At Kemple End we took the footpath past the pretty cottages and past a farm. Sadly we then reached a field of too inquisitive for comfort cattle so had to retrace our steps, finding a very overgrown alternative route to Over Hacking and Woodfields. The signage on the footpaths was virtually non existent so we were grateful to the farmer at Over Hacking for sending us on a good route, not over a public footpath, to Woodfields. 

Our journey took us past the wonderful Stonyhurst College before joining the road back to Hurst Green. 

All in all a tricky walk to navigate in parts, and for us a bit of a detour to avoid the cattle. You do of course have to use your judgement, and perhaps had it been just a couple of inquisitive cows we would have carried on. It just didn't seem worth running the gauntlet of 20 to 30 cattle though given they instantly crowded round our entrance to the field. 

Sunday, April 28, 2013

A walk up Harrock Hill

Oddly enough we did a new walk today, to Harrock Hill near Wrightington. It's one of those places we've often thought about visiting. Whenever you drive south from Preston the wooded hill dominates the view. For whatever reason we've never quite made it.

Today probably wasn't the best time to visit. Apparently the views are stunning. Sadly all we saw was horizontal rain accompanied by a strong cold wind. It still made a nice walk though.

Our route started from the layby on the A5209 between Wrightington Hospital and Parbold. It's near to the entrance to Fairy Glen, a walk we did several years ago.

From the layby we took the obvious footpath north through the gate and followed the path through fields and through woodland to High Moor. The path is generally fenced either side so you might consider letting your dog off lead, although be prepared for a muddy dog if you do.

On reaching the road at High Moor we turned right for 100 yards or so before following the impressive drive towards Harrock Hall. Sadly the path turns off before you really get sight of the Hall, heading upwards towards the underground reservoir and mast that marks the top of Harrock Hill. The trig point itself is in the United Utilities site, so you never quite reach the top. I imagine the views were great, but all we saw was sheets of horizontal rain.

From here we headed north west towards the woods that hide the ruins of an old windmill. Must have been a good spot! After a few photos we retraced our steps, arriving back at the car, wet and muddy, just as the rain stopped.

You could easily make a circular walk, and there are plenty of other routes up from the surrounding villages. Whichever route you choose, make it a clear day!

The dog appeared to have a good time. There were a few places where he was off lead, but there are plenty of sheep and lambs around so not as much as he'd have wanted.

I expect we will return on a sunny day!

Saturday, April 20, 2013

7 years on

It's getting on for 7 years since we got Finney, and around 6 1/2 years since I started this blog. As you'll see I don't tend to update it much any more, and can't even recall the last time I updated my set of dog walks in Lancashire on Google Maps.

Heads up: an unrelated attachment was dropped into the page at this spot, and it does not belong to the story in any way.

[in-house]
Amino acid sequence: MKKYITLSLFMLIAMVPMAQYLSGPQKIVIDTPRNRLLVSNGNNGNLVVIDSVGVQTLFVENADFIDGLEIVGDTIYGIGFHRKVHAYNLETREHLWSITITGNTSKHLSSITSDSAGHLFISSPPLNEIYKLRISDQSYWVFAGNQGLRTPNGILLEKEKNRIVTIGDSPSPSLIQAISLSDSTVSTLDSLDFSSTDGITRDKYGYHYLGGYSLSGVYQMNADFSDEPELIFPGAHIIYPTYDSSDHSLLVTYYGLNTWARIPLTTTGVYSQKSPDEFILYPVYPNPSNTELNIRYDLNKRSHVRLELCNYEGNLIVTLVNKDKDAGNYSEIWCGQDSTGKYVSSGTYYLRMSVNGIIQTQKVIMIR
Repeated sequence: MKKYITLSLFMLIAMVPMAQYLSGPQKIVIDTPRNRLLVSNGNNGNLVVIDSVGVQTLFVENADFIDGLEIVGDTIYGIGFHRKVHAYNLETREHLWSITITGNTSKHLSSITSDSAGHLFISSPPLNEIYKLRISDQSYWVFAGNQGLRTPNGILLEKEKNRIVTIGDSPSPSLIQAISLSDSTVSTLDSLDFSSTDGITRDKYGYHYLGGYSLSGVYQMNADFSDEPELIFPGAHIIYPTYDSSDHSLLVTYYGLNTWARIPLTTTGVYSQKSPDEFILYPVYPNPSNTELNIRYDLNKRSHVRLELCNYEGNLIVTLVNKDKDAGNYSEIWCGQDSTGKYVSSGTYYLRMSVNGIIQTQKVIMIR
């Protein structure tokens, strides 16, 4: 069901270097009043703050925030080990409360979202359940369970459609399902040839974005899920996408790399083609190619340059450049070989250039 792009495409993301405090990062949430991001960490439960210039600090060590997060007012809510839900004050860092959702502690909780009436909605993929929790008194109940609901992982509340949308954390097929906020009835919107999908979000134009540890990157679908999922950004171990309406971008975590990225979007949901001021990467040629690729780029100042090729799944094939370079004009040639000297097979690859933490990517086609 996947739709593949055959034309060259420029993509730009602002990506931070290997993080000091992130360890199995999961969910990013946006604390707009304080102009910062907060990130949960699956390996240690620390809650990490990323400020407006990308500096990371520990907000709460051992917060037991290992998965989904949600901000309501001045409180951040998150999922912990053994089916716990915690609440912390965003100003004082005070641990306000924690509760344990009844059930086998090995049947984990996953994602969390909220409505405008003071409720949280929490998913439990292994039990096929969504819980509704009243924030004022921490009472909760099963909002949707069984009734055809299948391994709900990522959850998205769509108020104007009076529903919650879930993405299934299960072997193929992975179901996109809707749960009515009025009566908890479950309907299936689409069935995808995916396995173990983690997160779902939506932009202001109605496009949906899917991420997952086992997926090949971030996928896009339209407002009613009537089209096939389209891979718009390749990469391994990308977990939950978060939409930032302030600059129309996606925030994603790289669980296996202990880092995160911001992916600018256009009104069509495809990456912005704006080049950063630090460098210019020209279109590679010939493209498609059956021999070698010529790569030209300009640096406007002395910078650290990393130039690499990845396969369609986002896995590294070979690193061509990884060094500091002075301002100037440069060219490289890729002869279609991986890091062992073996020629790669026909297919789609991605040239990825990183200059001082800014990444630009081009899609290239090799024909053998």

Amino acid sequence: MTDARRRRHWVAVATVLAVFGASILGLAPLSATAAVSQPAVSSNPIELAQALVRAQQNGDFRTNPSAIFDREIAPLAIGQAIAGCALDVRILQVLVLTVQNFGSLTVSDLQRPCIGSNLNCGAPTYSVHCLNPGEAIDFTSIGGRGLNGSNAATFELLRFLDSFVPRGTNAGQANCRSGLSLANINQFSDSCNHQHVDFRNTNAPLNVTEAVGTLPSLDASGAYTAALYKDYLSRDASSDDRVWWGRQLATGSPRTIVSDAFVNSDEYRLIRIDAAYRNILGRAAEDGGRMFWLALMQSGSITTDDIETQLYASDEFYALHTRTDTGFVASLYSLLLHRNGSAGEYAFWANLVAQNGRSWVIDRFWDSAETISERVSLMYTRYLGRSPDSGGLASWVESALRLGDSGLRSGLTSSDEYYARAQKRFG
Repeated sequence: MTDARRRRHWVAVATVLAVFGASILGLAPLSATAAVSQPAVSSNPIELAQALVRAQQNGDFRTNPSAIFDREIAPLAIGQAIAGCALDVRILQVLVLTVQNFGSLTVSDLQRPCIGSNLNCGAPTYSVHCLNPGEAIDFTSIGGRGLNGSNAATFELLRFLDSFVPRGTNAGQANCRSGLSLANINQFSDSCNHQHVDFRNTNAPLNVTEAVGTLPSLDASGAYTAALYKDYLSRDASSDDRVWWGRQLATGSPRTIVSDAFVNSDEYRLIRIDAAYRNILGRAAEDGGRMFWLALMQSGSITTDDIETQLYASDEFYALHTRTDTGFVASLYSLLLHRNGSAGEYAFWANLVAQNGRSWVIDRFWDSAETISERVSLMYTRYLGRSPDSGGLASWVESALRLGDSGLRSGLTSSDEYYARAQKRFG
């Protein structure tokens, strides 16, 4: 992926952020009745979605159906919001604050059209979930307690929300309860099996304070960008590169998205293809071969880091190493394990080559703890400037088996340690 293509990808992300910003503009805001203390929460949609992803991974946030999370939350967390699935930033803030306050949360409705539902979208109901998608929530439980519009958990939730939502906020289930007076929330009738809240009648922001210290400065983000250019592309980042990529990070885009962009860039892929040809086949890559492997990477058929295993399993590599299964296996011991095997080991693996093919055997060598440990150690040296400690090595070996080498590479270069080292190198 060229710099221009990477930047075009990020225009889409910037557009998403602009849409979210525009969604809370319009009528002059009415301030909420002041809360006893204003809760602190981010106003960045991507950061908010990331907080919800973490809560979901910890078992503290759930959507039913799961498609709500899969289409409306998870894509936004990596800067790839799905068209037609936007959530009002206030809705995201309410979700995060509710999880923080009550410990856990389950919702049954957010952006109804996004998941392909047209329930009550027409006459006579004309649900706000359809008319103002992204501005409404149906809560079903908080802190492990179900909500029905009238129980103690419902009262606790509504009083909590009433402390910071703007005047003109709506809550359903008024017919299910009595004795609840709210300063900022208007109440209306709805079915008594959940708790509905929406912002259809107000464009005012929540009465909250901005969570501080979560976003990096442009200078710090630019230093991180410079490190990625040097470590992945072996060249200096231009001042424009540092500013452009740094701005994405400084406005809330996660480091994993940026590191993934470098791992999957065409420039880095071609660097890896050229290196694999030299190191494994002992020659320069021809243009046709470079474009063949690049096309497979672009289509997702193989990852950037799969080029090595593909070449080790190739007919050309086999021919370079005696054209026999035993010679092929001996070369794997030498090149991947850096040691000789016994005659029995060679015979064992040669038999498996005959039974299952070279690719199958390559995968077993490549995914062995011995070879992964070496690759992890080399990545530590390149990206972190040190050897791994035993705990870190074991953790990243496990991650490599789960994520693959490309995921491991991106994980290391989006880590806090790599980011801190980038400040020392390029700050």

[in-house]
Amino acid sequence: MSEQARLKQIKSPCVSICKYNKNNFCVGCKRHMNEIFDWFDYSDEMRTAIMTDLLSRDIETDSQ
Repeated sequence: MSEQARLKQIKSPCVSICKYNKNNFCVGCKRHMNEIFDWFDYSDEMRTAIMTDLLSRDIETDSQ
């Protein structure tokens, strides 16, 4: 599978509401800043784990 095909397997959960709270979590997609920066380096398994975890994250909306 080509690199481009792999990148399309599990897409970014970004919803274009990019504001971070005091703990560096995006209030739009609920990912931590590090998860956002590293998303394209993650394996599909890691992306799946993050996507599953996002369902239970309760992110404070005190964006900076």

Prestonwalkies started because I wanted to understand what a blog was and whether it was useful. It's hard to believe that such a short time ago blogging wasn't such a commonplace activity and, with most of us still on slow Internet connections, I recall having to make it very much text based, removing most of my embedded maps and images as the load times were far too great. It wasn't long though before I realised that the blog was a good way of recording some of our favourite walks, a bit like an online diary, and also seemed to be enjoyed by one or two others. I have to say it was (and still is ) a slight source of micky taking from colleagues at work.

From time to time our posts appeared in the LEP, which was an entertaining novelty, and I contributed to a few articles about blogging in the LEP and the Blog Preston online paper. Finney has also featured on the VisitPreston website as well as a couple of national dog magazines.

For the past year or two though the blog has pretty much dried up. That's not because we don't still enjoy great long walks. It's largely because I tended to blog about new places and after all this time I tend to revisit my favourite haunts time after time. Just in case you're wondering where we tend to hang out I thought I'd post my current top 3.

I remember years ago thinking that whilst Worden Park was great, I wasn't sure it warranted a place in the UKs list of Top Dog Walks. Funny how views change. Worden is the place we visit most frequently, at all times of year, to enjoy the wide open spaces which are great for playing ball, wandering along the river and adjacent farmland and finishing up with a stroll around the gardens. When its muddy there's the dog shower to get off the worst of it before setting off for home. In summer there's nothing better than watching the world go by with an ice cream from the cafe.

Our second favourite haunt has to be Brinscall. Whether we walk through the woods or up Great Hill we always have a good time. Finney is generally on lead on the moors so if he were asked he'd probably just stay in the woods. Great in summer, even better in winter, particularly when we've had some snow.

Our third is probably Formby. We tend to save this for Winter when it's quieter, but it really is a great place. Walking either from the NT car park through the woods and old asparagus fields or along the beach up to Ainsdale.

There's probably another reason why we don't blog so much....we found Instagram!